Fake IDs popping up in Vail Valley pot shops as kids try to illegally buy legal marijuana | VailDaily.com

Fake IDs popping up in Vail Valley pot shops as kids try to illegally buy legal marijuana

EAGLE-VAIL — Local budtenders tend to have cops on speed dial, alerting law enforcement that there is yet another underage customer in their dispensary, trying to foist yet another fake ID.

"We consistently get calls. It's not unusual to get a few calls a day," said James van Beek, Eagle County sheriff.

Like people in bars and liquor stores, fake IDs are not a new revelation. And while modern computer technology might help make the forgery process more science and less art, some attempts are better than others.

One dispensary pulled a fake ID with an address claiming the kid using it lived in Abalama, instead of Alabama. Fact is, the kid didn't live in either Alabama or its misspelled sister state Abalama.

Ask and tell

Marijuana remains illegal in the eyes of the feds, but as long as the industry tries to keep it away from kids, the feds pretty much leave them alone. It's an arrangement they're serious about maintaining.

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"The pot shops are very diligent. Their licenses are on the line," van Beek said.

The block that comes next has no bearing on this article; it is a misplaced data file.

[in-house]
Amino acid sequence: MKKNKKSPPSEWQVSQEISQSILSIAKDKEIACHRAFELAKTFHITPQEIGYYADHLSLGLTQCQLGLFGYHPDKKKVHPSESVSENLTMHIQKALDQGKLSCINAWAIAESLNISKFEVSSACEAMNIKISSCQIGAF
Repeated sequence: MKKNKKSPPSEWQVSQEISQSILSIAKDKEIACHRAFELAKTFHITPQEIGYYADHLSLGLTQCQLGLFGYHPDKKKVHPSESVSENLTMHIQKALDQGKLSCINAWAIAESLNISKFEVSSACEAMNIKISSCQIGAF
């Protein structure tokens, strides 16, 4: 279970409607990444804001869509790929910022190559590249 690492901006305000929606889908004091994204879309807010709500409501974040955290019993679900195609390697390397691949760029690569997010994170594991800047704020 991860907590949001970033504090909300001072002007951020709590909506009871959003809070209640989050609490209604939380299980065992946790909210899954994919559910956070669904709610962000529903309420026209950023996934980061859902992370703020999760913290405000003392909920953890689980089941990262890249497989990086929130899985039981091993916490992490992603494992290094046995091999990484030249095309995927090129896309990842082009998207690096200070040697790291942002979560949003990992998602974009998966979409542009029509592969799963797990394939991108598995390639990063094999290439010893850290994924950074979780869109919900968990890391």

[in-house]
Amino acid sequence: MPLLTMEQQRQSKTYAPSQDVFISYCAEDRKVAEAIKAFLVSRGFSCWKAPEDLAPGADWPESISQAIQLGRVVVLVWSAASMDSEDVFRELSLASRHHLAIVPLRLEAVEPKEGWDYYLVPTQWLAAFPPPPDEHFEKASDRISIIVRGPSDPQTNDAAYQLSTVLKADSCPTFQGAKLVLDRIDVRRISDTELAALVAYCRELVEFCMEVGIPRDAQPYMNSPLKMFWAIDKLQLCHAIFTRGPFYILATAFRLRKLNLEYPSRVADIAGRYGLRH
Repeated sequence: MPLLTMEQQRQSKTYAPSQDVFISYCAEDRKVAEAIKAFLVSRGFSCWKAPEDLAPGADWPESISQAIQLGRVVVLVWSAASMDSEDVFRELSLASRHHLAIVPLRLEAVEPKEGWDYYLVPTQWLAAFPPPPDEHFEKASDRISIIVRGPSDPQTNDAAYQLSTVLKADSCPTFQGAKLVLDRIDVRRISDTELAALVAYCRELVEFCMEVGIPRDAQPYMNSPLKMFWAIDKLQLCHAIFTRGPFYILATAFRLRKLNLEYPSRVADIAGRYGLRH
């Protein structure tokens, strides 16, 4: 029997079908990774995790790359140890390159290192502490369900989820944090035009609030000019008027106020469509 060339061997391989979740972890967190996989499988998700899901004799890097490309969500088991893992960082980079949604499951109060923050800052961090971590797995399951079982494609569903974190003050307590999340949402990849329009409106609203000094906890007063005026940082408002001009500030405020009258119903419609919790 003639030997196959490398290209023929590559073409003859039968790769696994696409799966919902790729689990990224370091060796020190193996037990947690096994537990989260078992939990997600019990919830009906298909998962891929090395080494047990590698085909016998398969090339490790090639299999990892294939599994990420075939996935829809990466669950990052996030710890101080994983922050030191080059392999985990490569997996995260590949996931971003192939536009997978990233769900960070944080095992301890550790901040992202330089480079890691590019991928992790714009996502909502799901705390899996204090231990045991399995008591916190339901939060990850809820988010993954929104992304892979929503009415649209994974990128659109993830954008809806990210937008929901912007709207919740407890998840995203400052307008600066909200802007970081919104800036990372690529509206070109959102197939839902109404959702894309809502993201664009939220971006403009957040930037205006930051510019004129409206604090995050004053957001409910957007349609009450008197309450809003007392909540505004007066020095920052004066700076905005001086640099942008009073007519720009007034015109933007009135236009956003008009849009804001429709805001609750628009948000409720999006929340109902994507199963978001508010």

Sometimes the perpetrators are still in the shops when budtenders call. Sometimes not.

"It's not the latest thing, but people continue to try it," van Beek said.

The sheriff said deputies collect a few hundred a year, largely from people on vacation from other states.

Pot is still relatively new, and so are fake IDs. Breckenridge dispensaries have confiscated 178 fake IDs in the past year and a half. Only 16 fake ID cases for alcohol were confiscated over the same period, according to Breckenridge municipal court records.

The Write stuff

Judge Buck Allen, municipal judge in Vail, Breckenridge, Eagle and other towns around the region, takes a flexible approach to these youthful indiscretions.

"We're holding the people who were charged accountable, but in a way that doesn't have the same kind of long-term ramifications," Allen told the Summit Daily News.

As part of their deferred judgment deal, Allen often asks underage marijuana defendants to write 500-word essays on the effects of marijuana on developing brains.

Allen estimates that he's read between 300 and 400 such essays since marijuana became legal in 2014. A recent one from a Breckenridge defendant was a particular standout, and Allen provided a copy to the Summit Daily News.

"Consumption of marijuana as an adolescent can not only have short-term effects in learning abilities and social development, but can also cause long-term IQ reduction, memory loss, improper cognitive functions and can significantly decrease life satisfaction," the essay reads.

The essay cites research linking marijuana to IQ point losses in adolescent but not adult users, as well as studies indicating the drug decreases verbal memory in younger users.

"Normally these kids, by the time they're done with it, they kind of come to the conclusion that maybe they shouldn't be smoking dope quite so soon," Allen said.

Summit Daily News reporter Jack Queen contributed to this story. Staff Writer Randy Wyrick can be reached at 970-748-2935 and rwyrick@vaildaily.com.